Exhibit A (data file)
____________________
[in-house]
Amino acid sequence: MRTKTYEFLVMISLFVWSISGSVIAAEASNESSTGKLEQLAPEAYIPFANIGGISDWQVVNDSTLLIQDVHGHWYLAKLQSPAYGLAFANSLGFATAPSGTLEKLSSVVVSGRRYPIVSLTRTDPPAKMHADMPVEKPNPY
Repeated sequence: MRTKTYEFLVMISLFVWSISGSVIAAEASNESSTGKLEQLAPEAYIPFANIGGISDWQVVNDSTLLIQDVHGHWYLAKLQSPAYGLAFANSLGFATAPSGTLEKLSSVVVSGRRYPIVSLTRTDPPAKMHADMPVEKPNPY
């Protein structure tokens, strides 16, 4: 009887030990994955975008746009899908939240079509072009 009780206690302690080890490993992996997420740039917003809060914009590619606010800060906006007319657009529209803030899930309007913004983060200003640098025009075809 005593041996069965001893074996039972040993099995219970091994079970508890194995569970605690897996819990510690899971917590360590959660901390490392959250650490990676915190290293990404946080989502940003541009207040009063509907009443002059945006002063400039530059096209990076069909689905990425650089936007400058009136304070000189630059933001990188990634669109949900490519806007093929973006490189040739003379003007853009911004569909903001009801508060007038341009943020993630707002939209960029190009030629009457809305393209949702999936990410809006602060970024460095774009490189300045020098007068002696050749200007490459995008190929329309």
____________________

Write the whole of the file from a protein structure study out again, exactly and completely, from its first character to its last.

[in-house]
Amino acid sequence: MRTKTYEFLVMISLFVWSISGSVIAAEASNESSTGKLEQLAPEAYIPFANIGGISDWQVVNDSTLLIQDVHGHWYLAKLQSPAYGLAFANSLGFATAPSGTLEKLSSVVVSGRRYPIVSLTRTDPPAKMHADMPVEKPNPY
Repeated sequence: MRTKTYEFLVMISLFVWSISGSVIAAEASNESSTGKLEQLAPEAYIPFANIGGISDWQVVNDSTLLIQDVHGHWYLAKLQSPAYGLAFANSLGFATAPSGTLEKLSSVVVSGRRYPIVSLTRTDPPAKMHADMPVEKPNPY
């Protein structure tokens, strides 16, 4: 009887030990994955975008746009899908939240079509072009 009780206690302690080890490993992996997420740039917003809060914009590619606010800060906006007319657009529209803030899930309007913004983060200003640098025009075809 005593041996069965001893074996039972040993099995219970091994079970508890194995569970605690897996819990510690899971917590360590959660901390490392959250650490990676915190290293990404946080989502940003541009207040009063509907009443002059945006002063400039530059096209990076069909689905990425650089936007400058009136304070000189630059933001990188990634669109949900490519806007093929973006490189040739003379003007853009911004569909903001009801508060007038341009943020993630707002939209960029190009030629009457809305393209949702999936990410809006602060970024460095774009490189300045020098007068002696050749200007490459995008190929329309």